Canada Markets

Licensed Crop Deliveries as of Week 7

Cliff Jamieson
By  Cliff Jamieson , Canadian Grains Analyst
Connect with Cliff:
Blue bars show the percentage of supplies available for delivery based on current government estimates that have been delivered into licensed facilities as of week 7 compared to the five-year average (brown bars). (DTN Canadian Grains Analyst)

As of week 7, or the week ending Sept. 17, the Canadian Grain Commission reports total deliveries of principal field crops into licensed facilities of 8.2966 million metric tons (mmt), up 3% from the same time last year while also 3% higher than the previous five-year average.

It is interesting that wheat deliveries are up 2.7% from last year and canola deliveries are up 25%. There's a possibility that this year's early harvest and the potential for defensive selling as markets drift lower are offsetting this year's smaller crop.

When compared to the five-year average, wheat deliveries (excluding durum) are up 24.8% and flax deliveries are up 13%, the only two crops where deliveries into licensed facilities exceed the average pace.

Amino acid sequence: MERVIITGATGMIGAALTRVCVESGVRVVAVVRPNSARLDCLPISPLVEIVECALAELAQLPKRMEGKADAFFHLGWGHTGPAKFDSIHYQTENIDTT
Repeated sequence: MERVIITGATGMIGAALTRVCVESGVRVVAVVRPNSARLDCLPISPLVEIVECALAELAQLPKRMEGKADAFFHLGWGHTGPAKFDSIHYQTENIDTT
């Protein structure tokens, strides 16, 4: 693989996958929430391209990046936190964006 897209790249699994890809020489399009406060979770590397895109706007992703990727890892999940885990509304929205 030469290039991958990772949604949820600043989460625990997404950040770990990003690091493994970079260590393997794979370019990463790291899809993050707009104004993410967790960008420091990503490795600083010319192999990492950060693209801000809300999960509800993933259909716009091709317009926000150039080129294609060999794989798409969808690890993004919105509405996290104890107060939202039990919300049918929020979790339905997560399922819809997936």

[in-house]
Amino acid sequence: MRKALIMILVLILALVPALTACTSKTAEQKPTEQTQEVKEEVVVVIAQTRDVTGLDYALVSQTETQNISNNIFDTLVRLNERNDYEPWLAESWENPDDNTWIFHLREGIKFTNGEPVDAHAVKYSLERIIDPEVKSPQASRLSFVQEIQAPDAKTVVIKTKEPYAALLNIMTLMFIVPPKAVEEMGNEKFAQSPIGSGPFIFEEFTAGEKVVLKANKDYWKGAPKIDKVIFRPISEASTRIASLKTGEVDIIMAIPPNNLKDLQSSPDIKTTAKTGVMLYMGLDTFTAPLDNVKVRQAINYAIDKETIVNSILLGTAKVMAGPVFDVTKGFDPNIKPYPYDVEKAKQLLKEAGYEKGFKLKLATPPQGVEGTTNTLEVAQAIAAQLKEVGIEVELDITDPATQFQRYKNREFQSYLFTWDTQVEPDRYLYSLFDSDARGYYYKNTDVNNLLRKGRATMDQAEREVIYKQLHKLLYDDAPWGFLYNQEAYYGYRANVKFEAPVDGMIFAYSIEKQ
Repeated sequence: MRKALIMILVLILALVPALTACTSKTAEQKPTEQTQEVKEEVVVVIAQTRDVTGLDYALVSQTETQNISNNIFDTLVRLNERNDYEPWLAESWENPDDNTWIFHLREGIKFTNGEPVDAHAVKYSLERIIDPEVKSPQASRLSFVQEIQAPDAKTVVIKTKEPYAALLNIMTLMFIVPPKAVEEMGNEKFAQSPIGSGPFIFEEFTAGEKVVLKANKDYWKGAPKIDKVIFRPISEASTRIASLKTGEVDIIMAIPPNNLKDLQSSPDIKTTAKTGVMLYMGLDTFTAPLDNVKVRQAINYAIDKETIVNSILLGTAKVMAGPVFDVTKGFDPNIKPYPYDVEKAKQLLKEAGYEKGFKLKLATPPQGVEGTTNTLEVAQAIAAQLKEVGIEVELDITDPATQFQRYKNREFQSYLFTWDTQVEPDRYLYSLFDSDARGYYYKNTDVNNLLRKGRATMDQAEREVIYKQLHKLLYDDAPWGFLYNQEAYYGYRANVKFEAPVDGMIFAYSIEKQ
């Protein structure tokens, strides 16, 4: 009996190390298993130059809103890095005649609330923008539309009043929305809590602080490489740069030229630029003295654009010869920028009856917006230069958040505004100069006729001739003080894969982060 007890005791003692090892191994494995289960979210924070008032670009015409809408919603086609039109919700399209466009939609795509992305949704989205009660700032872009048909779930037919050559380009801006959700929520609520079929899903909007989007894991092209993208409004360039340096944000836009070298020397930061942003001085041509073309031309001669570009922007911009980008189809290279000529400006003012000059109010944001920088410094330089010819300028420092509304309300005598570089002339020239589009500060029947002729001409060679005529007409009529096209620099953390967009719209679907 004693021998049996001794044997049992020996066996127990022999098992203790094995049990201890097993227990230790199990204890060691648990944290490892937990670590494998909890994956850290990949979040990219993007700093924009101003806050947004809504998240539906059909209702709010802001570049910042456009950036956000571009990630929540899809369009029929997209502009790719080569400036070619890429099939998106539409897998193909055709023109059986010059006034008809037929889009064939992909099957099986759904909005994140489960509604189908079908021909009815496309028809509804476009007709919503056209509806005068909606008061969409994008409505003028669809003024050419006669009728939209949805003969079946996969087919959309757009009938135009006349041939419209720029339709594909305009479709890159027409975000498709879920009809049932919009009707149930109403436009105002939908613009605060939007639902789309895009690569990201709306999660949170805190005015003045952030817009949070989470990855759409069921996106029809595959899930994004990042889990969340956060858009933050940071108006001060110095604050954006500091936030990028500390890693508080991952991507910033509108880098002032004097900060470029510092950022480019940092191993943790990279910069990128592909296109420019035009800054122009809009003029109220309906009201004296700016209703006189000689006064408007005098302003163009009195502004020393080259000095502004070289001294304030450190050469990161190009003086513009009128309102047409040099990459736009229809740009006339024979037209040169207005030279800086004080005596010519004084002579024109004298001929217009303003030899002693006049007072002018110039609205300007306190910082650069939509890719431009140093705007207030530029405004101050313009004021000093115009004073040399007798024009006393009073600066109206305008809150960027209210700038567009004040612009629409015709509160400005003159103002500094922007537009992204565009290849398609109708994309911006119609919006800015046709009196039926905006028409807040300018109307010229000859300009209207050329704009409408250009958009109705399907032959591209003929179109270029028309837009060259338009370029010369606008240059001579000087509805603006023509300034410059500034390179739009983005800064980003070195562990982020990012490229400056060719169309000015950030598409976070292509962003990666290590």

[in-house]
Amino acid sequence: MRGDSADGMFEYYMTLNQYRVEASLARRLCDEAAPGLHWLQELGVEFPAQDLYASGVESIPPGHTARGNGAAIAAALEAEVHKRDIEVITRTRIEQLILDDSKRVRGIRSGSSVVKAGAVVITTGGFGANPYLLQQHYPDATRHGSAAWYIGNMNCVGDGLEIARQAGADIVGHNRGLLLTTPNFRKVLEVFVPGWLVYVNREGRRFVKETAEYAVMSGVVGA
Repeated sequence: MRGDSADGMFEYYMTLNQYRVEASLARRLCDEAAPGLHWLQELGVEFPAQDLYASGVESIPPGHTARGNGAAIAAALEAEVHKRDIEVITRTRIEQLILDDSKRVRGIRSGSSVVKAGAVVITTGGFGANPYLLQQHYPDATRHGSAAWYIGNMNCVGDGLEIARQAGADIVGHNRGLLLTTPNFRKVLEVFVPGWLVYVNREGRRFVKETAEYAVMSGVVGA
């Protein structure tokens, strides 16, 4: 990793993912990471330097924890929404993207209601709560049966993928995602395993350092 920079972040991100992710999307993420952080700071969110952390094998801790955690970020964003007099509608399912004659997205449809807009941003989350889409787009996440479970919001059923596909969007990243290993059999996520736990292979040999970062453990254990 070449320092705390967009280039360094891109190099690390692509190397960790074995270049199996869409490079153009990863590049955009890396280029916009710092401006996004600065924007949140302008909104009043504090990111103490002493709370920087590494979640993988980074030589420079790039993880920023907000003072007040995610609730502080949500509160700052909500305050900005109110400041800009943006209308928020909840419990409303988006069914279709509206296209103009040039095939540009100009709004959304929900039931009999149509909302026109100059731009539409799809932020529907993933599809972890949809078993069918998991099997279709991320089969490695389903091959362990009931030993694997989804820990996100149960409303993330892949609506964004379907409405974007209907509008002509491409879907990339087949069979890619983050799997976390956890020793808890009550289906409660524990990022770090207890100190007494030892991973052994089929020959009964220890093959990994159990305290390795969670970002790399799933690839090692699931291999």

The chart shows the week 7 cumulative producer deliveries as a percentage of supplies available for delivery. The calculation for the 2023-24 crop year (shown by the blue bars) compares the CGC's cumulative deliveries to the sum of Statistics Canada's July 31 farm stocks estimate and most recent model-based production estimates.

For the select crops shown, the current pace of deliveries is equal to or greater than the five-year average for all crops. In the case of canola, 10.7% of available supplies have been delivered, equal to the five-year average. This difference ranges as high as 25% for dry peas, 5.8% higher than average, and 14.6% for lentils, 8.9% higher than average. The much smaller prairie pulse crop is being moved quickly as producers jump on favorable price offers.

We look at this calculation from time to time. Out-of-ordinary results can point to errors or pending adjustments in current government estimates, while tightening supplies can signal growing challenges for buyers and the potential for movement in producer bids.

Cliff Jamieson can be reached at

Follow him on X, formerly known as Twitter, @Cliff Jamieson


To comment, please Log In or Join our Community .